Monday, 4 December 2017
Questions without Notice
Donations to Political Parties
My question is to the Minister representing the Prime Minister, Senator Brandis. I refer to the minister's claim yesterday that responsibility for foreign donations lies within Senator Cormann's portfolio as Special Minister of State. Why then in TheAustralian Financial Review earlier this month is Senator Brandis reported to be introducing the reforms in the current sitting? Did the Prime Minister ask the Special Minister of State to take yet more responsibilities from the Attorney-General?
No, Senator. In fact, there's a package of three bills. Two of them are in the Attorney-General's portfolio and one of them is in the portfolio of the Special Minister of State. It's as simple as that. That's always been the position. The regulation of foreign donations is a matter for the Special Minister of State. The Commonwealth Criminal Code is a matter for the Attorney-General. The transparency scheme, which I outlined in answer to Senator Macdonald's question, is also a matter for the Attorney-General's portfolio. The legislation will be introduced as a package.
Government senators interjecting—
Senator Gallacher, the use of money is, of course, a very important vector of foreign interference, but it's not the only one. As we saw from the conduct alleged against Senator Dastyari last week, there are other ways of mediating foreign interference in our democratic polity than through money. What the government decided to do, as I said in answer to Senator Macdonald's question, is to conduct a comprehensive review so that the entire problem can be addressed as a package. That is precisely what the government has done. While the special ministers of state—formerly you, Mr President, Senator Ryan, and now Senator Cormann—have been addressing that part of the problem that does relate to foreign donations, the Attorney-General's Department has been addressing that part of the problem that deals with other aspects of the question of foreign interference so that the parliament will be invited to consider a comprehensive and thorough package of legislation which deals with all aspects of the issue.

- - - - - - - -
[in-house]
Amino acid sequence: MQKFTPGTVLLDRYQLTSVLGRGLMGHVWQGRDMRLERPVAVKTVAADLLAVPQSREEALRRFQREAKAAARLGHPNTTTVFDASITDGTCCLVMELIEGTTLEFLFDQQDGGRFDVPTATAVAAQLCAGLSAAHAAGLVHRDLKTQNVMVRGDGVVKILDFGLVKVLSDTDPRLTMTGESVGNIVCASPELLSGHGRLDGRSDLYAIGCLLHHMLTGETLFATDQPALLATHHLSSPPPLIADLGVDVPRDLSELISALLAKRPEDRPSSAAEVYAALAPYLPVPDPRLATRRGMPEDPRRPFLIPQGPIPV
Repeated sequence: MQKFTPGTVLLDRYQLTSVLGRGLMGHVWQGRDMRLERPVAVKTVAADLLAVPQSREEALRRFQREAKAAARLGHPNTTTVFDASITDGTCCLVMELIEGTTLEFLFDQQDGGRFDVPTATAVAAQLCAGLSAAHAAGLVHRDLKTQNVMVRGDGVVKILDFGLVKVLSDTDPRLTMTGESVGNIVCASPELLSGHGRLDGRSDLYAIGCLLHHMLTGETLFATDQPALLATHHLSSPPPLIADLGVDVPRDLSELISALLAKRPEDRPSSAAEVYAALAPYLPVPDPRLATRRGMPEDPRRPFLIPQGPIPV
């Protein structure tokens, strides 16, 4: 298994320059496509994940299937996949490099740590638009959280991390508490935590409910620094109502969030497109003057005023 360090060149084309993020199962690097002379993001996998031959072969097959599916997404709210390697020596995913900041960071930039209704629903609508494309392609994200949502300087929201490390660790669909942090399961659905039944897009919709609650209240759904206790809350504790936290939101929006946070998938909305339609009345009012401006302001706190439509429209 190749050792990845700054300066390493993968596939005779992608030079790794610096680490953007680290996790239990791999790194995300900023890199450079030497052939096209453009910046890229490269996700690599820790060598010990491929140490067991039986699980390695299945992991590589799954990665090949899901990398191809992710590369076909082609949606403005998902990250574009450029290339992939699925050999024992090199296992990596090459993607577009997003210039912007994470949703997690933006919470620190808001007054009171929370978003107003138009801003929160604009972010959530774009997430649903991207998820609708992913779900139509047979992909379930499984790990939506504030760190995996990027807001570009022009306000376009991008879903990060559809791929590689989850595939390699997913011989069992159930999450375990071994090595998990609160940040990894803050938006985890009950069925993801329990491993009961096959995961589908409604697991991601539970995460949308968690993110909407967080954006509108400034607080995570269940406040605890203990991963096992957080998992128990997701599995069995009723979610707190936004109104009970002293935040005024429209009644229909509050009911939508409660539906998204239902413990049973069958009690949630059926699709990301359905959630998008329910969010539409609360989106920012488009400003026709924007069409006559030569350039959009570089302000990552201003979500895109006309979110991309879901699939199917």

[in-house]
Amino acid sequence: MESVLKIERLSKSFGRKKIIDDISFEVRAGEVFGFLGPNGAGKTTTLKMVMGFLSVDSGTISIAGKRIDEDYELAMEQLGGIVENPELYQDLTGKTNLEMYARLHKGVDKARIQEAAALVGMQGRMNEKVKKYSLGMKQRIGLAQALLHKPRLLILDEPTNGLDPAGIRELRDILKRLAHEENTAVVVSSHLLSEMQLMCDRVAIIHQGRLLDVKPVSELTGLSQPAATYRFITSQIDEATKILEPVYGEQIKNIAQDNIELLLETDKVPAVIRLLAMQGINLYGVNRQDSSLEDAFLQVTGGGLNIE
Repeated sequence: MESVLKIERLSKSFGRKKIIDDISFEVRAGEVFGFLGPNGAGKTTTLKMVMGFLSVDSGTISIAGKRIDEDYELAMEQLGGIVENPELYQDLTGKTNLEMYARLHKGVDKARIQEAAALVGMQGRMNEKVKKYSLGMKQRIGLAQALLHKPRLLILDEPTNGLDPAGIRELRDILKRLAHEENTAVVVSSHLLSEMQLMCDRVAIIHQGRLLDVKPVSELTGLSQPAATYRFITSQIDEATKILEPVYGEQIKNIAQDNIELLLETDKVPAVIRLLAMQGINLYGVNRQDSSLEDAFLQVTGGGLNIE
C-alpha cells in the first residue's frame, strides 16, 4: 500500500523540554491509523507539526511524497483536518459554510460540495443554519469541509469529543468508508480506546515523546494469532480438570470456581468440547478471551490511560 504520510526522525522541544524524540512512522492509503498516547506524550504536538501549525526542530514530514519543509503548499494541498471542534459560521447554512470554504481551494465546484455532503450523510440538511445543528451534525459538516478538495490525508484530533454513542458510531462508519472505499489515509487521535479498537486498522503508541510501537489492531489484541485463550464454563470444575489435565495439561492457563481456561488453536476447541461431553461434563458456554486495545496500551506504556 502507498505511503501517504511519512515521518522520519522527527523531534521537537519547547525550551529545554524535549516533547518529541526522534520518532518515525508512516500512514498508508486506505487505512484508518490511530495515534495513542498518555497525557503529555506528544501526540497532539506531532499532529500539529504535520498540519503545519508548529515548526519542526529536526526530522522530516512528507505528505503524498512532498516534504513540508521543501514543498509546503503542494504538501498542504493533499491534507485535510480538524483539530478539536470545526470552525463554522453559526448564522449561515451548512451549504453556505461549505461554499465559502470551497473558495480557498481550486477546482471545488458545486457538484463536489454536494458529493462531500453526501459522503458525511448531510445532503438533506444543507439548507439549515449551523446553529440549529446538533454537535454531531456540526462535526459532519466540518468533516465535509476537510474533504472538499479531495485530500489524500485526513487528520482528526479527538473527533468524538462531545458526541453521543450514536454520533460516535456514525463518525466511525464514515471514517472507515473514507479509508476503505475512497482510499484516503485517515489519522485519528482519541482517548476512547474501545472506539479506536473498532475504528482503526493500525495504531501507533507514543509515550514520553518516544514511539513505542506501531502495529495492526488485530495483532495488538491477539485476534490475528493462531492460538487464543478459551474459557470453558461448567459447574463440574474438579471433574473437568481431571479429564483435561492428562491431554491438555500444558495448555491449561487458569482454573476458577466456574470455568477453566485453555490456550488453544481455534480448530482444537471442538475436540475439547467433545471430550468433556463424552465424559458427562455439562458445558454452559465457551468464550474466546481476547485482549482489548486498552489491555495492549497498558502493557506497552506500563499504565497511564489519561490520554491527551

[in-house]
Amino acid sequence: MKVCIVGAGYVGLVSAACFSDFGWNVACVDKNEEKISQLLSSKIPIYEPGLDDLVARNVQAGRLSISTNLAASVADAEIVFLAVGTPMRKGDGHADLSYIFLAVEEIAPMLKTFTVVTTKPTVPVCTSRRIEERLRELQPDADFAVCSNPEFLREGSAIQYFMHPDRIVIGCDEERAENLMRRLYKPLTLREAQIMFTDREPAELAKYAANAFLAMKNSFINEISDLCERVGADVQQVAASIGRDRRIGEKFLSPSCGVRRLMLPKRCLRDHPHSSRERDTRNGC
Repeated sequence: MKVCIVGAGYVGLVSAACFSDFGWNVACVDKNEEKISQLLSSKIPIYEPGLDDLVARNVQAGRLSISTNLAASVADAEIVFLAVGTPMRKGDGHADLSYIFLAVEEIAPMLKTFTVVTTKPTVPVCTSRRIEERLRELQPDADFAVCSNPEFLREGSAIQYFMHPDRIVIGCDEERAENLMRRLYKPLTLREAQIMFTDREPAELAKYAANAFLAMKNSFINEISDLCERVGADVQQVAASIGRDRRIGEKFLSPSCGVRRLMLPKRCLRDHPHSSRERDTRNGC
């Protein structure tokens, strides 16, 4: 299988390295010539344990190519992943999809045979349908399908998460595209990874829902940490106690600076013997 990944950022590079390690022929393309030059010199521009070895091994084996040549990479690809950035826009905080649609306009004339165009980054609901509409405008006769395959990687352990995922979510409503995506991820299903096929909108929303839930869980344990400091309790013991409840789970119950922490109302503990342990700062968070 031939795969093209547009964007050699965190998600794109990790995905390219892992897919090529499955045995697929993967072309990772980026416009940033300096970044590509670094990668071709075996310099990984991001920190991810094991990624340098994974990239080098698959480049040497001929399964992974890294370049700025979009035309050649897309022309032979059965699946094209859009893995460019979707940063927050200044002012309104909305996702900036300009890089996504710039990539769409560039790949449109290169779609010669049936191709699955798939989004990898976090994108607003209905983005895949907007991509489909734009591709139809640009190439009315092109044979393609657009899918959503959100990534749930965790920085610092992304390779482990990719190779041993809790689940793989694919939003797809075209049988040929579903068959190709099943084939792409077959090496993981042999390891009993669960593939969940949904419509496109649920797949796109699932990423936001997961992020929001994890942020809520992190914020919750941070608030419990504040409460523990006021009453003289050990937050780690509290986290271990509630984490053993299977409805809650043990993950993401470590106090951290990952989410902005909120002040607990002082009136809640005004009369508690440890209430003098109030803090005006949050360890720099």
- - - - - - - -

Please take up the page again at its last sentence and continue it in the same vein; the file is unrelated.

Senator Gallacher, if you are so concerned about this issue, will the Shorten opposition join with the Turnbull government, Fairfax Media, News Ltd and every significant media organisation in Australia and insist that one of your colleagues who sits there, Senator Dastyari, who has been credibly alleged to be a person who is under foreign interference, and who has engaged in acts of foreign interference, no longer occupy a seat in this parliament? I'll tell you what, Senator Gallacher, if Mr Shorten is so weak, so spineless and so little concerned about national security that he's prepared to sack Senator Dastyari from official positions in the Labor Party—
Senator Wong interjecting—
I note what you say, Senator Wong. If Mr Shorten is prepared to conclude that Senator Dastyari is no longer fit to hold a parliamentary position in the Labor Party leadership group in the Senate on the basis of his alleged conduct, why will he, nevertheless, protect him? It is because he's too weak to rid himself of him.